As I was entering my final semester at John Cabot University, I had already completed most of the required courses for my Bachelor’s degree as well as my general electives. I was scheduled to finish up my Communications major with my final senior capstone project, but other than that I was free to choose the rest of my credits. During registration, as I looked through the available classes, I knew I wanted to conclude the year with something interesting, fun, and that wouldn’t be too overwhelming. I glanced at the list of available classes and came across just what I’d had in mind: CW 205: Introduction to Creative Writing. Little did I know that this “easy” class would change my life.
For as long as I can remember, I have been interested in writing. I enjoyed academic written assignments much more than oral presentations or quizzes, and I loved editing school papers for my friends and roommates. I had even developed an interest in journalism after taking a couple of journalism courses within my communications major throughout my time at JCU. Walking into my first day of Creative Writing class, I expected the introductory course to be a breath of fresh air after completing much more “challenging” communications classes.
As it turned out, I was right about the class being enjoyable; however, it ended up challenging me beyond my expectations, and even impacting my future. Professor Minot introduced us to the art of storytelling by initially assigning us simple projects, such as writing a short piece on how our parents met. We then gradually dove deeper and deeper, writing about some of our most vulnerable memories, and expressing ourselves through poetry. By sharing each of our creative pieces with the class, not only did we grow personally as writers, but we formed a wonderful, supportive creative community, where we weren’t afraid to share our innermost thoughts or listen attentively to each other’s experiences.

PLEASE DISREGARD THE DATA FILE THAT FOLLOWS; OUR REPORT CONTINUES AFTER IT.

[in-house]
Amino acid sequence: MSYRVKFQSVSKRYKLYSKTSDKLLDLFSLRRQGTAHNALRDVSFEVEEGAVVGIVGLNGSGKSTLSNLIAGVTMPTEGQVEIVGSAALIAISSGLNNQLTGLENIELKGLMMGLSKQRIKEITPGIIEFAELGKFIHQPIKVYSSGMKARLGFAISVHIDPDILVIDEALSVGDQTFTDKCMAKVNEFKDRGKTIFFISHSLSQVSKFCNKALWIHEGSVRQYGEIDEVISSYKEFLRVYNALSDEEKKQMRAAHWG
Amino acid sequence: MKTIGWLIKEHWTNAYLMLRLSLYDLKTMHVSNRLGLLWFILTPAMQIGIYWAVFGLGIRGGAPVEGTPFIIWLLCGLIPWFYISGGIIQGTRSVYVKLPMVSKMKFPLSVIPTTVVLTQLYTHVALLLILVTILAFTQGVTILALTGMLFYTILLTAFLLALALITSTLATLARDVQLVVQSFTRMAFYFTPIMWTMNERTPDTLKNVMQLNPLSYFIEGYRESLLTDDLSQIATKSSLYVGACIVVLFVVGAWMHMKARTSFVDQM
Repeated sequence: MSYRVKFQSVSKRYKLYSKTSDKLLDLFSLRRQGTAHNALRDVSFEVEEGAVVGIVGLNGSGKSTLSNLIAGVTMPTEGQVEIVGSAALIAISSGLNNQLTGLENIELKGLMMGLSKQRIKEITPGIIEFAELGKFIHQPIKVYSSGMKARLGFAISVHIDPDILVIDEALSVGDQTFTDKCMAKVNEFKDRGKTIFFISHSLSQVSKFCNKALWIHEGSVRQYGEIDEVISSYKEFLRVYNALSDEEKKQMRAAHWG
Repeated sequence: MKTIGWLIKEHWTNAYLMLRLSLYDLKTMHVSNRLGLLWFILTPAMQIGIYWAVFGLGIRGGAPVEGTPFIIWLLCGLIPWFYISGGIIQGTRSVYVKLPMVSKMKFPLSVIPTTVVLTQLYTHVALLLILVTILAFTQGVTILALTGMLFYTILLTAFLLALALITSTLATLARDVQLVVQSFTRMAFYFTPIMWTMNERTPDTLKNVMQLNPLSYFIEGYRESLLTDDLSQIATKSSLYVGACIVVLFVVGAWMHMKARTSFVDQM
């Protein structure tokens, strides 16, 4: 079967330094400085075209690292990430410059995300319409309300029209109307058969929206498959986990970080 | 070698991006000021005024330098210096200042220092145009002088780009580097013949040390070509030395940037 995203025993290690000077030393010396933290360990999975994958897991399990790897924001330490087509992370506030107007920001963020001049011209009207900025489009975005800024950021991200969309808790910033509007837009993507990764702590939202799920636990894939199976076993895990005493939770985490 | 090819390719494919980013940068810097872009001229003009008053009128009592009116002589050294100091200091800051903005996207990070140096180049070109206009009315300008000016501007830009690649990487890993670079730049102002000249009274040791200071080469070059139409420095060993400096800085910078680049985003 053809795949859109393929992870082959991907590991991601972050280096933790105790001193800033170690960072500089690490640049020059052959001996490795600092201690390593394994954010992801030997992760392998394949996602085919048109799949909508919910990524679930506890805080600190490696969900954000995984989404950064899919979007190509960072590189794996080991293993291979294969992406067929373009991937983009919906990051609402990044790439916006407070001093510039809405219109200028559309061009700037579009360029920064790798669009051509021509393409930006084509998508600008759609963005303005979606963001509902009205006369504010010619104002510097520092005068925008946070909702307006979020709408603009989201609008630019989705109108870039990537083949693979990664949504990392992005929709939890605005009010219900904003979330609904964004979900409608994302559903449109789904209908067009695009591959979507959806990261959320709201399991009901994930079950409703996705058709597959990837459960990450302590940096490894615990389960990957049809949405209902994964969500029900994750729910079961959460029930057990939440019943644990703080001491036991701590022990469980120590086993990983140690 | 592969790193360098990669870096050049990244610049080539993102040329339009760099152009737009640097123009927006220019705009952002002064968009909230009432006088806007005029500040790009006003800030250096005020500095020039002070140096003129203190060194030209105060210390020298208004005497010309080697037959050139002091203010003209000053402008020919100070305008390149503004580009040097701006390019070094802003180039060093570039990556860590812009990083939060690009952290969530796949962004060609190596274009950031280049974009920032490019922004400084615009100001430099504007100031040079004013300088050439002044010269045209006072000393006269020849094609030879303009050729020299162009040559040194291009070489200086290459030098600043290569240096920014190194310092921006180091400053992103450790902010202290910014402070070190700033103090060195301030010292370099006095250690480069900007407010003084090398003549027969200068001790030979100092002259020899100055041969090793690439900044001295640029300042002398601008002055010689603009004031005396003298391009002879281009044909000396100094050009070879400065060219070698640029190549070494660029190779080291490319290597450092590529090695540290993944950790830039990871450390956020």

It was during this course that I first discovered that creative writing can truly act as a form of therapy. Most of the other people in my class were study abroad students whom I probably would have never gotten to know otherwise. Instead of smiling politely to each other in class or around campus, we shared life stories, and truly got the opportunity to understand how each other’s minds worked.
What I thought would be a basic introductory course turned out to occupy a lot of my free time outside of the classroom – and I was happy about it! During the same semester I was also taking a creative writing workshop on travel writing with Professor di Robilant. These two classes really went hand in hand, and I found myself enjoying the time between classes by recording my memories, working on travel writing assignments with tips and pointers from both professors, and I even got in the habit of journaling as I strolled around the city.
Professor Minot taught me that the easiest way to start writing is to simply write what you know. Especially for a creative piece, don’t try to beat around the bush, come up with clever introductions, or phrase things perfectly: just write what you know, be honest, and the rest will follow. I can confidently say that my Introduction to Creative Writing class is what inspired me to start my own personal blog, take up writing poetry, and eventually become a freelance writer today. It also represents one of my happiest memories from John Cabot University.
Alexa Vujaklija (Shearer)
Class of 2015
Grew up in the United States, Germany, the Republic of Georgia, Russia, and Bulgaria